Was Saturday’s Wedding Bombing in Turkey Carried Out by a Child?
Turkey backtracked on Monday after suggesting a child between 12 and 14 years old carried out the suicide bombing that killed 54 people at a wedding on Saturday. “A clue has not yet been found concerning the perpetrator,” said Turkey’s Prime Minister Binali Yildirim, calling President Recep Tayyip Erdogan’s previous statement a “guess” based on witness accounts. Another 70 wedding guests were wounded, including the groom, after explosions rocked the wedding in the southeastern city of Gaziantep. Nearly half of the dead were under 14 years old.
In his remarks on Sunday, Erdogan said early signs point to the Islamic State, or ISIS, as responsible for the attack. ISIS has sent children to carry out its murderous missions in the past. But the prime minister on Monday clarified that the identity of the perpetrator is foggy, saying officials are unsure at this point if it was a “child or a grown-up” who carried out the attack.
The wedding was for a member of the pro-Kurdish People’s Democratic Party (HDP). Turkey’s Kurds–a stateless ethnic group with distinct populations in Iraq, Syria, and Turkey–act as a potent force in the fight against ISIS. Yet they are also adversaries of Erdogan’s government, which considers the PKK–the Kurdish governing body–a terrorist organization. Gaziantep is roughly 50 kilometers (about 30 miles) from the Syrian border, thought to be a convening site for ISIS fighters in Turkey. On Monday, Turkey’s Foreign Minister Mevlut Cavusoglu voiced his country’s need to rid itself of any ISIS influence.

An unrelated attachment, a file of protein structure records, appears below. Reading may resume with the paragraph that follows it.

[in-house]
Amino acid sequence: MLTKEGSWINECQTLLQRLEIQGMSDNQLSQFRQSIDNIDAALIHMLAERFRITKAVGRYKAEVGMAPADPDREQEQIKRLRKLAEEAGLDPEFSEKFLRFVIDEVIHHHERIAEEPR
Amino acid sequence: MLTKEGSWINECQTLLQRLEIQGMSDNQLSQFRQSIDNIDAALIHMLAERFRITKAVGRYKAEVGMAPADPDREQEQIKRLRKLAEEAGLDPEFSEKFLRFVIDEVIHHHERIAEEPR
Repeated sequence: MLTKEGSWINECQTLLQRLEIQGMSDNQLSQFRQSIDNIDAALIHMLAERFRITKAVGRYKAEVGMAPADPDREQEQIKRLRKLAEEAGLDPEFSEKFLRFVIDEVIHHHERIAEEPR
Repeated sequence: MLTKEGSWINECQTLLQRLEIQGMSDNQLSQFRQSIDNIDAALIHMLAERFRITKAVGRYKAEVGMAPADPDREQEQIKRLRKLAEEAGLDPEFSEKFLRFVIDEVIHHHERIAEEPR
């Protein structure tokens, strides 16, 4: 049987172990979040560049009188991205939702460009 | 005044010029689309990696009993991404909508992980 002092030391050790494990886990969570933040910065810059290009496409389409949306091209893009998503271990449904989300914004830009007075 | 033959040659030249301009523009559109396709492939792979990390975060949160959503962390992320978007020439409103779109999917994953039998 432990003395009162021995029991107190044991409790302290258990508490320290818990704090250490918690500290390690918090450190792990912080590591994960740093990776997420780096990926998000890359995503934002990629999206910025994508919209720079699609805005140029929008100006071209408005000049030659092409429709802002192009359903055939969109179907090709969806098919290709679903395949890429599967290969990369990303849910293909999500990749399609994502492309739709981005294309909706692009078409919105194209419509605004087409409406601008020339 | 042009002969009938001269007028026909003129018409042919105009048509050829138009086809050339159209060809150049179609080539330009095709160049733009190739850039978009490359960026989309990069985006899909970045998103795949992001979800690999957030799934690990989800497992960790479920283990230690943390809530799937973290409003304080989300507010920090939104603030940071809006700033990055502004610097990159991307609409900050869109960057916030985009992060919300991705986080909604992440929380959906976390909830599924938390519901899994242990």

Turkey is rocked by a string of attacks in the past year as turmoil deepens. Here is a helpful map. pic.twitter.com/jasXik0gju
— Mahir Zeynalov (@MahirZeynalov) August 22, 2016
“Our border has to be completely cleansed of Daesh [the Arabic name for ISIS]. It’s natural for us to give whatever kind of support is necessary,” he said. Some experts see Saturday’s attack as having a duel-motivation: retaliation for recent battlefield successes by Syrian Kurds, and an attempt to fan the flames of ethnic tension already rife in a country still recovering from a failed coup attempt last month.
A statement from the White House National Security Council on Sunday said: “The United States condemns in the strongest possible terms yesterday’s terrorist attack.” It also said Vice President Joe Biden will be traveling to Ankara on Wednesday to discuss strategies regarding ISIS.
As funerals for those killed began on Sunday, so did reminders of how divided and tense Turkey is at the moment. At one funeral, mourners were mostly Kurdish. When Turkish officials came bearing Turkish flags, the Kurdish mourners grew angry and began hurling rocks at the officials.